To all Stakeholders in Public Education:
As a body of highly educated professional adults, we believe the time has come to inform the residents who all have a stake in Tewksbury Public Schools. So, why are we writing this letter now? At the most recent town-wide PAC meeting on Monday January 10, 2022, the Chairman of the School Committee stated that he would be responding to the Association’s “red” slides at the School Committee meeting on January 12, 2022. He was referring to a Tewksbury Teachers Association post on Facebook which outlined the current proposals with an explanation or rationale for those proposals. Both parties have agreed to make all proposals public. To ensure transparency, we would like to state the facts. We strongly believe that settling this contract, in collaboration with the School Committee, is in the best interest of the students of Tewksbury Public Schools. Our students deserve our collective best!
This process of negotiating began last February (this is not a misprint). As an Association we met in 2020 remotely in order to be prepared, we had meetings with all teachers at all grade levels, and the ground rules of negotiating were the subject of a meeting on February 4, 2021. Here we are a year later and no resolution.
In the most recent School Committee meeting on the evening of January 12, 2022, the Chairman used his pulpit to state that the Committee had not walked away from negotiations. He made this statement in a forum that we were unable to rebut. The Chairman’s statement is simply not correct. When a mediator has to be brought in to finish a job that could otherwise be done by the parties involved, that is a form of walking away. The TTA and Tewksbury School Committee are not even in the same room anymore during these meetings. Seeing as it is impossible to have the same table in two different rooms, it is clear the School Committee has, indeed, walked away from the table. The Teachers Association believes and has believed all along that we could come to a fair resolution. For the record, the Association did not agree with bringing in a “paid” mediator because we had confidence in everyone’s ability to come to a resolution that both parties could agree upon. That is what negotiation is!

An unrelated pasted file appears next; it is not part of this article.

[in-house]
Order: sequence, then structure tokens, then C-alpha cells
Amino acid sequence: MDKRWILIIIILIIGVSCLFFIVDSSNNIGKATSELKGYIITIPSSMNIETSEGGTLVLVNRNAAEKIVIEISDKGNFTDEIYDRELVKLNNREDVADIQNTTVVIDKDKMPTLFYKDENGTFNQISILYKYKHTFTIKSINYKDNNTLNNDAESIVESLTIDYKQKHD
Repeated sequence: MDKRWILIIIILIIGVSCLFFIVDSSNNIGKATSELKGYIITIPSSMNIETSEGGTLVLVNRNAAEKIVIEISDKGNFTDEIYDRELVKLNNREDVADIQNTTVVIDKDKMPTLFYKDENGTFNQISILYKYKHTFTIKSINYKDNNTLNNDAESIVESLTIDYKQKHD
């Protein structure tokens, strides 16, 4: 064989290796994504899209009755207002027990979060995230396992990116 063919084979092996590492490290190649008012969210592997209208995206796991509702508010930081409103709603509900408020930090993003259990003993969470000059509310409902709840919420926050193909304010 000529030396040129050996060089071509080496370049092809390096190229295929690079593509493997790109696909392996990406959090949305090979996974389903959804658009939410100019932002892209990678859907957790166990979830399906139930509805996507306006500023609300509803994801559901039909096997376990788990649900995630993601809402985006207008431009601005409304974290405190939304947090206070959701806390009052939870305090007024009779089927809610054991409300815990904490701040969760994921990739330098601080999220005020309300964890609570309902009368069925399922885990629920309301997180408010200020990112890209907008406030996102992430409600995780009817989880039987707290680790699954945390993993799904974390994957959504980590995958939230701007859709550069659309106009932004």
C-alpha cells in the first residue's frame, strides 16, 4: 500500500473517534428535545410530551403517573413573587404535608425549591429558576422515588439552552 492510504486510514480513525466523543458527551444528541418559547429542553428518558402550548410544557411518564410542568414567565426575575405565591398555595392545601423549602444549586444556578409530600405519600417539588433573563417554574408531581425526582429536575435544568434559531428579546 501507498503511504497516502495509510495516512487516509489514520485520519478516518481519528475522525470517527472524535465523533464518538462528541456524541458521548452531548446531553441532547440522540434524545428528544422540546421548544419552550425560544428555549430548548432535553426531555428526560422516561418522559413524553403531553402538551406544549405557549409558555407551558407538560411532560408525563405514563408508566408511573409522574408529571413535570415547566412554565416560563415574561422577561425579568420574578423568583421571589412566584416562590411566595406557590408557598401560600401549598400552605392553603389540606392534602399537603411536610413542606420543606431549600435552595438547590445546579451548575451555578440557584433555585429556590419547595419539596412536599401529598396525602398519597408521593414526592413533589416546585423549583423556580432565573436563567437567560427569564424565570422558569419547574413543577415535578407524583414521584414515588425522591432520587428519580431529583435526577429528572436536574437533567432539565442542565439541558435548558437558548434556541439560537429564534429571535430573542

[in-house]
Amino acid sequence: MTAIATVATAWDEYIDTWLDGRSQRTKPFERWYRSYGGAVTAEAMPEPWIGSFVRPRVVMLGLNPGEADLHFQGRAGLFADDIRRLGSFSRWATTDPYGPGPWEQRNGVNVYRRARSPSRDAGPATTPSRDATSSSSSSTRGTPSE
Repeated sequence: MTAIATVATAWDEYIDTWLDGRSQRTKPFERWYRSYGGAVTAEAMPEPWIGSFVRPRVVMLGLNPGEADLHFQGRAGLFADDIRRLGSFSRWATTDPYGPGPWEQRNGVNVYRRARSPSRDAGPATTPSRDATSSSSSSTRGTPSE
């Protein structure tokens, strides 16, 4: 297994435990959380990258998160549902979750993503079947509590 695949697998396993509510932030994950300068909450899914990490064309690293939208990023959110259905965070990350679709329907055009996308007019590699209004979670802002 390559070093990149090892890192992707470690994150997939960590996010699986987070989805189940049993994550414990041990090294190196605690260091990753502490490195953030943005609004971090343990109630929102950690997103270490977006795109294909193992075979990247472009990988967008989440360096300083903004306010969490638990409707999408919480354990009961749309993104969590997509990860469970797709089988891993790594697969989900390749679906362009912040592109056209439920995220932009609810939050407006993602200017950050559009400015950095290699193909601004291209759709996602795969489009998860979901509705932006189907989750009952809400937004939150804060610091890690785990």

When the School Committee decided to end direct discussions with the Teachers Association, and employ a mediator, this was actually detrimental to the bargaining process. A mediator is not there to help encourage both sides to compromise; he essentially plays the role of messenger, telling each side what the other side said. This in fact takes away the ability for both sides to plead their case and engage in productive dialogue in order to find some common ground – especially when the mediator from the Department of Labor Relations does not know the details of how Tewksbury Public Schools run. This is why the Tewksbury Teachers Association was not inclined to enter into this form of negotiations. We felt strongly that we could continue to engage in discussions to ensure a reasonable outcome.
As stated in the Tewksbury Teachers Associations release of the current negotiation sticking points, one of those points is the fact that the School Committee has proposed assigning pre-K to 4th grade teachers recess and lunch duty. Currently, those teachers are the only ones that do not have a lunch/recess duty to date. Instead, these grades have hired lunch and recess monitors and have been functioning that way for more than 25 years. However, it is very important to note that all teachers in grades 5-12 have at least 30 minutes more, on a daily basis, of preparation time than teachers in grades pre-K – 4. We have a few concerns with this proposal. First, adding recess and lunch duty will further decrease the amount of time these teachers have to prepare lessons, analyze data, correct student work, meet with ancillary service providers as legally mandated by IEPs, collaborate with grade level teams, communicate with parents and guardians, prepare materials for dynamic lessons, meet with principals for important discussions regarding teacher/student growth, prepare work for absent students, and complete many other important tasks. It would seem that the School Committee believes, instead of taking part in all of the aforementioned, vital teaching activities, a better use of our time would be to supervise students eating lunch and playing at recess. It is the Teachers Association’s belief that it is in the best interest of students to give these teachers time to create the best lessons and learning environment for their students. These teachers are creating the foundation for learning that the upper grades are, and will continue to, cultivate and grow, yet they currently have the least amount of time to do so.